“However, this time it is closer to the shore, possibly due to low pressure in the Bay of Bengal. Both the Arabian Sea and the Bay of Bengal are linked by an East-West trough, with the low-pressure system pulling the vortex closer to the shore,” Mohankumar explained.

In the wake of the continuous rain and repeated flash floods in the Kerala capital, Minister for General Education and Labour V Sivankutty, who represents the Nemom constituency in Thiruvananthapuram, held a high-level meeting with various departments.

Urban mess

Torrential rain has flooded residential areas and major roads over the past two days. Following the meeting, the minister set a new deadline for the ongoing works in the capital, stating that all roads being built as part of the Smart City project would be completed by June 15. He also promised to address the flooding issue within the next two days.

Heavy rainfall over the past three days has caused severe waterlogging in several areas of the city. With more heavy rains forecast in the coming days, the minister has directed officials to assess vulnerable areas and take steps to address the flooding.

Why flash floods?

According to Mohankumar, flash floods are a result of urbanization. “There are no flash floods in rural areas. The lack of space and proper drainage systems cause waterlogging on roads. The drainage capacity is less than the volume of water, so it takes many hours for the water to drain after the rain stops. This is a common occurrence in Thiruvananthapuram as well.”

Once the rains stop, the water starts to drain out.

“Short, heavy rain is now a common phenomenon caused by convection. Heat on land causes warm air to rise; as it reaches a certain height, it cools and clouds develop. The water vapour in these clouds forms heavy drops, resulting in a downpour of a large quantity of water. This rain lasts only a few minutes but the amount of water can be equivalent to many hours of normal rain, creating flash floods. The extreme hot climate is the underlying reason,” he told The Federal.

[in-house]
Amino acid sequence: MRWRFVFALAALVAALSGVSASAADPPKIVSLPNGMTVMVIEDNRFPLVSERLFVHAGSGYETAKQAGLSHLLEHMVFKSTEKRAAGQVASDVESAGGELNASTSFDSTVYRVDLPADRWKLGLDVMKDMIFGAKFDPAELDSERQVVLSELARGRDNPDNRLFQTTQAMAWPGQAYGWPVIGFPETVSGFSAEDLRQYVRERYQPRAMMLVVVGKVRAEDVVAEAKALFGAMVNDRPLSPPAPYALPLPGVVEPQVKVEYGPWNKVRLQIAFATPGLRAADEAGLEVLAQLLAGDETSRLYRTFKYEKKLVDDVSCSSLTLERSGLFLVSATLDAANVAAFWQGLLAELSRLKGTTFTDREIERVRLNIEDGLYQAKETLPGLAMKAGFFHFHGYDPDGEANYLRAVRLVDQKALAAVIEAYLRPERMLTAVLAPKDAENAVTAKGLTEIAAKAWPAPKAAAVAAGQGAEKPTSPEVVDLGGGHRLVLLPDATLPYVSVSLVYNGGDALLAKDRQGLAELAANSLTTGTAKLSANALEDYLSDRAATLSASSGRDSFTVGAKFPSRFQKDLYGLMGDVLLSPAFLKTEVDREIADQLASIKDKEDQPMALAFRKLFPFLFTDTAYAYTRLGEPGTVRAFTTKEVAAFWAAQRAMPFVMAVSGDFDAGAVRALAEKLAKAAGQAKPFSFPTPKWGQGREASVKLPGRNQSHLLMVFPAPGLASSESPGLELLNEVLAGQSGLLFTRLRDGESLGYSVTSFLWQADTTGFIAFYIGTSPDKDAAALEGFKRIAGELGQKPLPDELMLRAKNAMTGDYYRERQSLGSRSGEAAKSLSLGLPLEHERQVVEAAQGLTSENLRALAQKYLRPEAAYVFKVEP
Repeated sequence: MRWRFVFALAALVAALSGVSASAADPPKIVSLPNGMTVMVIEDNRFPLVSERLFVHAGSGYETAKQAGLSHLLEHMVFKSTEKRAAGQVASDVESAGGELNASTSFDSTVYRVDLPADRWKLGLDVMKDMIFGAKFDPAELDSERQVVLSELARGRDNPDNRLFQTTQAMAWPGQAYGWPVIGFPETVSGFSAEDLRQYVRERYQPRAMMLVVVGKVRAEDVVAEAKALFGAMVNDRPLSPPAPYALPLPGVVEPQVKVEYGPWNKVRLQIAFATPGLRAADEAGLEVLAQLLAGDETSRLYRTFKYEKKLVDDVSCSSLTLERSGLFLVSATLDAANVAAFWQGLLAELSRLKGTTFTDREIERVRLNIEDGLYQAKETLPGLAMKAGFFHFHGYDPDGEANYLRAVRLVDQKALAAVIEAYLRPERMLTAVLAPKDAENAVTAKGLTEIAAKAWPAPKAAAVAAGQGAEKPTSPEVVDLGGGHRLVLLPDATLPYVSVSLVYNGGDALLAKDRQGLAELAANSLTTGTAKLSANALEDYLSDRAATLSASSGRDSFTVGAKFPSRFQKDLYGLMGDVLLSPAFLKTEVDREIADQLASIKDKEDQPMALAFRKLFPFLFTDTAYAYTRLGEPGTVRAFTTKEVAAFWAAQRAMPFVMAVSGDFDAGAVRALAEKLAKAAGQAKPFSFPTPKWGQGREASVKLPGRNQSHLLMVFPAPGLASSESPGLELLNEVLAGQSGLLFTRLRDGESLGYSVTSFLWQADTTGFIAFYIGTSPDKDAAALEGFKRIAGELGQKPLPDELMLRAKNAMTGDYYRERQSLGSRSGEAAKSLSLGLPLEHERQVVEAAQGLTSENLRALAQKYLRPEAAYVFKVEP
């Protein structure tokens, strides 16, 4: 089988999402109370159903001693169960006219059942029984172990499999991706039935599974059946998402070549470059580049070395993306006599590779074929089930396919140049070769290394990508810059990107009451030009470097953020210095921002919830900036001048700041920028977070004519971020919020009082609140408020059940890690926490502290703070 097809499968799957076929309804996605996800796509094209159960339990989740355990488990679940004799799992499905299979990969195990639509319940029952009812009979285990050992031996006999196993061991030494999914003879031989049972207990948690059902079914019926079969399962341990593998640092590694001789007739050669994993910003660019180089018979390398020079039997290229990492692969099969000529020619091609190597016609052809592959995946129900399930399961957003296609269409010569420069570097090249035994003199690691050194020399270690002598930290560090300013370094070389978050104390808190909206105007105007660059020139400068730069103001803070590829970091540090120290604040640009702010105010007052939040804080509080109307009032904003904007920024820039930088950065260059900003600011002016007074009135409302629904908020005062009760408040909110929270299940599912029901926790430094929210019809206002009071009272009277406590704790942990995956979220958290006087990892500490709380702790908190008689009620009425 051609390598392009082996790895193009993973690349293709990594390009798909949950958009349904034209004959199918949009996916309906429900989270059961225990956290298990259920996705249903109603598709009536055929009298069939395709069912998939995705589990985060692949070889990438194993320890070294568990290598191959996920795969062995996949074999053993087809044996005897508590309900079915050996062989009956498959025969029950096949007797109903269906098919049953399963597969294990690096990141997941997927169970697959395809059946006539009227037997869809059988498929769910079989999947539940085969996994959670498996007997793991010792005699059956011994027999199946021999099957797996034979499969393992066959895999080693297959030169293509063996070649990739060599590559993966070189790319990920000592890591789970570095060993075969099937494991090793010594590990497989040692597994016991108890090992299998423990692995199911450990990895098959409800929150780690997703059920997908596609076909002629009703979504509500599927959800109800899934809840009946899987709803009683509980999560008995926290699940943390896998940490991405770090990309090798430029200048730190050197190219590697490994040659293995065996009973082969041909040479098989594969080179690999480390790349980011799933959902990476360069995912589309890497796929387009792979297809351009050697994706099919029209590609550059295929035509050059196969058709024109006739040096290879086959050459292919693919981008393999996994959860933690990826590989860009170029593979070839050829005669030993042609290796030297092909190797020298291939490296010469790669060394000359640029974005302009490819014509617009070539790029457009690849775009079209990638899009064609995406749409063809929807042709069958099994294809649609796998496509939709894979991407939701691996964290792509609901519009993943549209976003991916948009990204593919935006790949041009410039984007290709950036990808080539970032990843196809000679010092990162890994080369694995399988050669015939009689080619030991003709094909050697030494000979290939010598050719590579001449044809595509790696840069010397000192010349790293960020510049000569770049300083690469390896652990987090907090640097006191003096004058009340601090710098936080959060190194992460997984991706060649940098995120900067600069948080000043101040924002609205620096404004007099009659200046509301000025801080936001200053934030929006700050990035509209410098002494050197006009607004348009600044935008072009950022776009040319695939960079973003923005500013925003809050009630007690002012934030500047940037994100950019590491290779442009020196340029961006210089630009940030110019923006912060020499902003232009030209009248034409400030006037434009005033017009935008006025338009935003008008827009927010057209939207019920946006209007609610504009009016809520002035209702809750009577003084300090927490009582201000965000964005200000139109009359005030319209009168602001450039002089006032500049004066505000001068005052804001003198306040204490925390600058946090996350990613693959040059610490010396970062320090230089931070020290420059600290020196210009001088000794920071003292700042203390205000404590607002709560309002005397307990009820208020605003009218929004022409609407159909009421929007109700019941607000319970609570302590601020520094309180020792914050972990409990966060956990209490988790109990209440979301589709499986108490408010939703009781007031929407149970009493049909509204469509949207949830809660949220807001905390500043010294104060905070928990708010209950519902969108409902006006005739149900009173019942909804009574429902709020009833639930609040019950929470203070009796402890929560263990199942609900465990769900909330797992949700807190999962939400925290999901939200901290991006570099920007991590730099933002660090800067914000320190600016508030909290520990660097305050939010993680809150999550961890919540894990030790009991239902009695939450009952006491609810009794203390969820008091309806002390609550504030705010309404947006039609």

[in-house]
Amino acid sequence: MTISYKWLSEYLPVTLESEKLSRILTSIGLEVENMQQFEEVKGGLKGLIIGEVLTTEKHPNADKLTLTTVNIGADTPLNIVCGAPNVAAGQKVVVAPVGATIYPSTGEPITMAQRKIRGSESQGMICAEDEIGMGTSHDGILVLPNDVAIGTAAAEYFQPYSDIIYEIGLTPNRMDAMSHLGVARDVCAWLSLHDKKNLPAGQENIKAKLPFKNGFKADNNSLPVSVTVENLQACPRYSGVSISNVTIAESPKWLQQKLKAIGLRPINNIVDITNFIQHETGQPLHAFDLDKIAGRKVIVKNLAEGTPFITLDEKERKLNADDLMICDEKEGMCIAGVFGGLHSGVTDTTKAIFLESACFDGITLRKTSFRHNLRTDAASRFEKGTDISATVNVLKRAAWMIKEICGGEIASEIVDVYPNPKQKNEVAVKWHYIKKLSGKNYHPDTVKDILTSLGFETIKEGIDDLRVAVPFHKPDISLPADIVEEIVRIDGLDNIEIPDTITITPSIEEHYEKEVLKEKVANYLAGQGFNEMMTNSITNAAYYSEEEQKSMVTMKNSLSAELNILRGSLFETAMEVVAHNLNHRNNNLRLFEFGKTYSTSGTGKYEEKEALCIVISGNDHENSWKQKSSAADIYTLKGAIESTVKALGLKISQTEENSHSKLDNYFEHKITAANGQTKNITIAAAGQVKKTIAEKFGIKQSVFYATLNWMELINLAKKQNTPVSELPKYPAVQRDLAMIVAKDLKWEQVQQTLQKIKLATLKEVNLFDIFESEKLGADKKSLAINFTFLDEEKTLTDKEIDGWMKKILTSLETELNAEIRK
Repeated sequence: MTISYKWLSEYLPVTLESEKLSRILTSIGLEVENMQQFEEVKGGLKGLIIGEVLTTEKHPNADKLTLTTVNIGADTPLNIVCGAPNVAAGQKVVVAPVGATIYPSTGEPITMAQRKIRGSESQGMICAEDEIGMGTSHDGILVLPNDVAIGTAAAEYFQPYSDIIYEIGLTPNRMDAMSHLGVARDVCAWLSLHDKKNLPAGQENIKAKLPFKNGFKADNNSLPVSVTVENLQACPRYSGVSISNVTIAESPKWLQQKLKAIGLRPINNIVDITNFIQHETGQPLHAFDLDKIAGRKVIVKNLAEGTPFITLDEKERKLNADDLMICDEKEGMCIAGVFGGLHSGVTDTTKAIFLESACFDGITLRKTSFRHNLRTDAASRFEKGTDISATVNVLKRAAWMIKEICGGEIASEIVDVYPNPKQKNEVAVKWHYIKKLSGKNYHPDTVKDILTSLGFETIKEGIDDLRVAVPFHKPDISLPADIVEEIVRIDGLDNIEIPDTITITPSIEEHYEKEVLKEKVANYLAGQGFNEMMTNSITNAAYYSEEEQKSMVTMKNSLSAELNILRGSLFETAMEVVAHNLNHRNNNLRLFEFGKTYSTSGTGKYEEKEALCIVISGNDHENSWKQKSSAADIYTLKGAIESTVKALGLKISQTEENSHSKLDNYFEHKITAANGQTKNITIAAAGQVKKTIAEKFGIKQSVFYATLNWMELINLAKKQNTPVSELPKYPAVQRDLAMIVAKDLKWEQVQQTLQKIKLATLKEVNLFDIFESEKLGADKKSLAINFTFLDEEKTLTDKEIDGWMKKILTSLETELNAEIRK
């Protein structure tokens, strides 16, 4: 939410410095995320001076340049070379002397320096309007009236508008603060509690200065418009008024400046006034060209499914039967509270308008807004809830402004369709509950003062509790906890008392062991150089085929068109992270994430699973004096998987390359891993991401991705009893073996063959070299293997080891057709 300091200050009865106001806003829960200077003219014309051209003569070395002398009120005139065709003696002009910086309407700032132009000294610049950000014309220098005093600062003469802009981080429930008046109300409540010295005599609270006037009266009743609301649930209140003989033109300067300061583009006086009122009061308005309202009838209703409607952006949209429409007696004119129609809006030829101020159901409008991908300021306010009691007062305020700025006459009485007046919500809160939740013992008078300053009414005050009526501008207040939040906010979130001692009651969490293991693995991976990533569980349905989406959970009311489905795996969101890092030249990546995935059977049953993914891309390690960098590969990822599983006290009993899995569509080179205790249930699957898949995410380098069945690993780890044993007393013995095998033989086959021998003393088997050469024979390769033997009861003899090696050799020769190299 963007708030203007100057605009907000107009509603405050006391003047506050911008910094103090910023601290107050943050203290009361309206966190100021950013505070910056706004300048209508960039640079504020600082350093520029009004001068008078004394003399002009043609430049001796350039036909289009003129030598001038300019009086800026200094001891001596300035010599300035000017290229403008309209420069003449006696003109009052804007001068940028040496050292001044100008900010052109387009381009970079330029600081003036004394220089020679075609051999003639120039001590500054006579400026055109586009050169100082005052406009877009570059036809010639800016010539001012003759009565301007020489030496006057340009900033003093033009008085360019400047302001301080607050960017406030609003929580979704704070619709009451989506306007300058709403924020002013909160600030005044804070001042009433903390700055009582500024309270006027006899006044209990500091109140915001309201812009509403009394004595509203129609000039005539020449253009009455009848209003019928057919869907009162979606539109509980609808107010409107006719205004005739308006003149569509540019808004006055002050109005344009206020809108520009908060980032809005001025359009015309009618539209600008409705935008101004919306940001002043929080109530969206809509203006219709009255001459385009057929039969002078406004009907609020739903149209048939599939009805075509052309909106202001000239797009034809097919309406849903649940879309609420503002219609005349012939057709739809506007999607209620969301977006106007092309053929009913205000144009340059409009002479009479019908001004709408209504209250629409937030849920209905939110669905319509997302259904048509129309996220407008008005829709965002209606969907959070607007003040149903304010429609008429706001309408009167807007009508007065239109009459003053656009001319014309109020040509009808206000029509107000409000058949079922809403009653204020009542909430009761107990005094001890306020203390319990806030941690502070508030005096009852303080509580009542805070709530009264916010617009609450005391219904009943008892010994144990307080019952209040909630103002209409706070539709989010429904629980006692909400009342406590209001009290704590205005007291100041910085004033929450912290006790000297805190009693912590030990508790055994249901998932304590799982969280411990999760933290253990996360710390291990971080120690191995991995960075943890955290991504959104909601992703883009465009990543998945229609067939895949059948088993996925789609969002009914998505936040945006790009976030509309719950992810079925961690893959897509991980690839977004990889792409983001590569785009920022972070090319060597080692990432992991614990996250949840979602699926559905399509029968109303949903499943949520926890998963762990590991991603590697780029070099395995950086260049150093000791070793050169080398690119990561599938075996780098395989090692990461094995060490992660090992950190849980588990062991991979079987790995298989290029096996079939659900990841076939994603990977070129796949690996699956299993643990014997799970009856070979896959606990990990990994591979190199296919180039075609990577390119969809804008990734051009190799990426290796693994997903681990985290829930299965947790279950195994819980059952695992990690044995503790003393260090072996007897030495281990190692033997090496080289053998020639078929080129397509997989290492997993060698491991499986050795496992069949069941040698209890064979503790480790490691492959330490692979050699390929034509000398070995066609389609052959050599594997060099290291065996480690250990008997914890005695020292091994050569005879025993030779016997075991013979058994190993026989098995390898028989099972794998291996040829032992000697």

Fishermen struggle

The changing weather conditions are taking a huge toll on the fishing communities, who were already struggling after last month’s Kallakkadal (swell surge waves) phenomenon. High sea waves flooded hundreds of houses in several coastal areas, forcing people to relocate to relief camps. The most affected included Alappuzha, Kollam, and Thiruvananthapuram districts.

“We have been suffering way too early this year, even before the monsoon period. We cannot go to the sea for fishing now due to the wind and rough sea warnings caused by the rains. From June, there will be a trawling ban as well. We are going to face a tough period this time, and we do not know how to tackle the situation,” said Robert D’Cruz of Vizhinjam, a fish worker on a boat.

After the Ockhi cyclone disaster in 2017 and the deluge in 2018, people across Kerala are increasingly worried about climate change. Even an hour of rain now causes panic and raises alarms for the government.